Dallas Gray remembers vividly the day his father told him something that would inspire this kid from rural Minnesota to serve in a war halfway around the world before landing him on the doorstep of the University of Oregon.
It was the kind of talk fathers and sons have been having forever, about the future and direction and finding meaning in life. But the words went deep and became Gray's guidepost, leading him into the Minnesota Air National Guard, the Air Force and two tours in Afghanistan.
“He said the key to a life worth living is to sacrifice yourself to a greater good and to give back more to society than you take,” Gray said. “He said that in some way after high school I had to give something of myself to some greater cause. As 15-year-old, that struck me as pretty profound.”
Now Gray is a master’s degree student in architecture and the UO’s latest Tillman Scholar, one of the premier awards for military veterans. And it all goes back to that day his dad drove him out to an aunt and uncle’s farm and gave him “the talk.”
Gray is one of only 60 veterans named as Tillman Scholars this year. And he chose to use the scholarship to attend the UO, one of only 18 Pat Tillman Foundation University Partners.
It wasn’t a hard choice. Gray’s interest is in sustainability, and even before applying with the Tillman Foundation he had picked the UO as his top choice for graduate school because of the top-ranked program in sustainable building design.
Nor is it a coincidence that someone who puts such a high value on service also is interested in sustainability. Gray sees promoting and expanding sustainability as another way of giving back, especially if he can help bring the techniques and practice of sustainable design to developing nations and poorer communities.
That idea really clicked during his two tours at Bagram Airfield in Afghanistan, where getting the most use out of scarce resources was a necessity. It was need-based sustainability: cargo containers used as barracks, wood pallets turned into shelving, packing materials made into furniture.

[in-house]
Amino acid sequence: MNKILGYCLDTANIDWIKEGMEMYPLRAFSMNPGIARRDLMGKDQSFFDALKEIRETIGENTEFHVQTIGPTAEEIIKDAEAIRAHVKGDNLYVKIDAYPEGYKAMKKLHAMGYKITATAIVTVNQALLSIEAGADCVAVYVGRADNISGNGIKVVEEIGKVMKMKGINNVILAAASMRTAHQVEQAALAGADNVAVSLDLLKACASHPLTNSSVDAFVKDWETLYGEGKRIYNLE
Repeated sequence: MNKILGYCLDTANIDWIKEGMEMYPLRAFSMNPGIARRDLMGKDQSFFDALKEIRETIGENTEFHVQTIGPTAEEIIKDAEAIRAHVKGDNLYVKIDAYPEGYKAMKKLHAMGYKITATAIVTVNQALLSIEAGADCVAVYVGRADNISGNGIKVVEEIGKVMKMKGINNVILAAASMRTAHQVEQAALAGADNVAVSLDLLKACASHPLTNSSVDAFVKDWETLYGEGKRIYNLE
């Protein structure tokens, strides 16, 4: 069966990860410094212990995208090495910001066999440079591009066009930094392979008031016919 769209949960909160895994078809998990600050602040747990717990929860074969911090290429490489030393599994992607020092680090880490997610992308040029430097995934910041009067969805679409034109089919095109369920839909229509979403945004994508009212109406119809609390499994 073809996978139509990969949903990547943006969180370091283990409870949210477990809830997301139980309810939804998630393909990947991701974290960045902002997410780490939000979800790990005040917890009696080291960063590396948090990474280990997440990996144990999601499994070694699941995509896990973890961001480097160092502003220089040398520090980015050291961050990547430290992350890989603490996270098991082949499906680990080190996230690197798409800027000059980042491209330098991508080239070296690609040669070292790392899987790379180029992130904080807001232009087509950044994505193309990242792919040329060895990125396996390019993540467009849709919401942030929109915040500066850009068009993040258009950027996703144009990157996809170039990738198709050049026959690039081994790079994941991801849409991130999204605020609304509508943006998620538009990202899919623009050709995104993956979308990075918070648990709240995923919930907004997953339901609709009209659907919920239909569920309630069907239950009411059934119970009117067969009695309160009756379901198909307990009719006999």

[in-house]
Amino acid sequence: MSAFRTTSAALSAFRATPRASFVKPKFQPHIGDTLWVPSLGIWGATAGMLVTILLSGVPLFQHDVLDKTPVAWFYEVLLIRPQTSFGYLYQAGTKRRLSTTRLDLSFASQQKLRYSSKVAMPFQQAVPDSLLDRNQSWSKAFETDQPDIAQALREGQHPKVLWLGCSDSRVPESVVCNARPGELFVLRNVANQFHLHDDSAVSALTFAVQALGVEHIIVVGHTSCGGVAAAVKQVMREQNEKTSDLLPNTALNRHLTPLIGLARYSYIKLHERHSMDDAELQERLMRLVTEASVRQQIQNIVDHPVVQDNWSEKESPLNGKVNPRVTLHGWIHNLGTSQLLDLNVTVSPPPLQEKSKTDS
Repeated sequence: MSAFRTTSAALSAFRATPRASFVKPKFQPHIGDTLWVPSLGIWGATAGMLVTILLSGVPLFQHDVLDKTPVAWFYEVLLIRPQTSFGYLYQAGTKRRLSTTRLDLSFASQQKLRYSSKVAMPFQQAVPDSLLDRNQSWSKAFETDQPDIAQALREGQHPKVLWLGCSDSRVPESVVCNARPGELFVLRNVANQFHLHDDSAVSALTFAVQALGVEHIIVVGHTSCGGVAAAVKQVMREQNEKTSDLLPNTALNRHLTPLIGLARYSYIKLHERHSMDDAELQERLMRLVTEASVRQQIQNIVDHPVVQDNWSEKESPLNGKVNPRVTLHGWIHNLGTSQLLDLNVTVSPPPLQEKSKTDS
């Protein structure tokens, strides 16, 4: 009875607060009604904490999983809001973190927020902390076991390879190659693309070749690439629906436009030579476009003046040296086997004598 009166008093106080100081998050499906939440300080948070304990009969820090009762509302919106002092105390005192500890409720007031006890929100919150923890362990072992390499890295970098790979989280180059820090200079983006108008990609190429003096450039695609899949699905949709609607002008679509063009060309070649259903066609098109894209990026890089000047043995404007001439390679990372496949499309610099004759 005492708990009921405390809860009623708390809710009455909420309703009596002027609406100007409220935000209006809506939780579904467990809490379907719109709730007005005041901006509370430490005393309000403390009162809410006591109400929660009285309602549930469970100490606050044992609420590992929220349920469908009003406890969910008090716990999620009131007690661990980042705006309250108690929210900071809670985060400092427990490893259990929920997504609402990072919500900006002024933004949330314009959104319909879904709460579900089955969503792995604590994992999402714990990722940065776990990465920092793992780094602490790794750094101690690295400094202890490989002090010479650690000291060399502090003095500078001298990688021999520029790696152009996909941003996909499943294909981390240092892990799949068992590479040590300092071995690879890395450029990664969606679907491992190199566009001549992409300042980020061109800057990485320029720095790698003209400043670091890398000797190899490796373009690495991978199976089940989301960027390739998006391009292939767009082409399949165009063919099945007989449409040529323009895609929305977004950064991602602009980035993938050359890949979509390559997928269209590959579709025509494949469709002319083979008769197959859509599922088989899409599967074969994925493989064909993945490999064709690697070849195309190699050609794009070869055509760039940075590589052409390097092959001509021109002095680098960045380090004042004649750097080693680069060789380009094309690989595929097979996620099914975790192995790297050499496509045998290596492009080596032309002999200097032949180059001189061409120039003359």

“You needed to find a way to reduce your dependency on resources,” he said. “That’s where the concept of sustainability sunk in, where I picked up the ball and decided that’s what I wanted to carry forward. That’s what sparked the passion in it for me.”
At that time, Gray already was on his way to an architecture degree at the University of Minnesota. But he had delayed the start of his university education to spend a year doing basic training and job training with the Air National Guard, and then after he enrolled he had to pause his education twice to complete his tours in Afghanistan. “It was like jumping between two polar extremes,” Gray said.
He finished his degree and spent four years working in architecture after that. That convinced him he’d found the right career. He wanted to focus on sustainable design, wherever it took him.
When Gray applied for the Tillman scholarship he didn’t know much about the organization. He was mostly just looking for funding to supplement his remaining G.I. benefits.
“Once I realized what the Tillman Foundation was, that became secondary,” Gray said. “I realized this was an organization of some of the greatest human beings I’ve ever had the fortune of meeting. How could you not want to be part of the Tillman Foundation?”
The foundation honors the legacy of Pat Tillman by investing in military veterans and their spouses through academic scholarships. In 2002, Tillman put his NFL career with the Arizona Cardinals on hold to serve his country. Family and friends established the Pat Tillman Foundation following his death in April 2004 while serving with the 75th Ranger Regiment in Afghanistan.
“We are proud to be one of only 18 Pat Tillman Foundation University Partners,” said Justine Carpenter, the UO’s director of nontraditional student engagement. “This designation is a result of the University of Oregon’s commitment to provide student veterans with the services and support they need as they transition from military life to civilian and student life.”
As the UO’s newest Tillman Scholar, Gray will be honored at a Veteran’s Day commemoration at 11 a.m. Wednesday, Nov. 11, in the Guistina Ballroom in the Ford Alumni Center, one of several events recognizing veterans. For a list, click here.
“Veterans Awareness Week is an opportunity for us to honor our veterans and recognize the contributions they make on our campus as students, staff, faculty, and administrators,” Carpenter said. “Our student veterans provide unique perspective and life experience to our campus and classrooms.”
The Tillman scholarship will allow Gray to graduate with little or no debt, freeing him to look for the kind of job that lets him continue to serve without worrying too much about the salary.
Gray said his personal mission statement for his time at the UO is “to help shape the built environment in a long-lasting and sustainable way.” But like all good service members, he wants to do more, for those that need it the most.
“If I can go above and beyond that and start practicing sustainable design in communities and countries that need help, that’s what I’d like to be doing,” he said.
—By Greg Bolt, Public Affairs Communications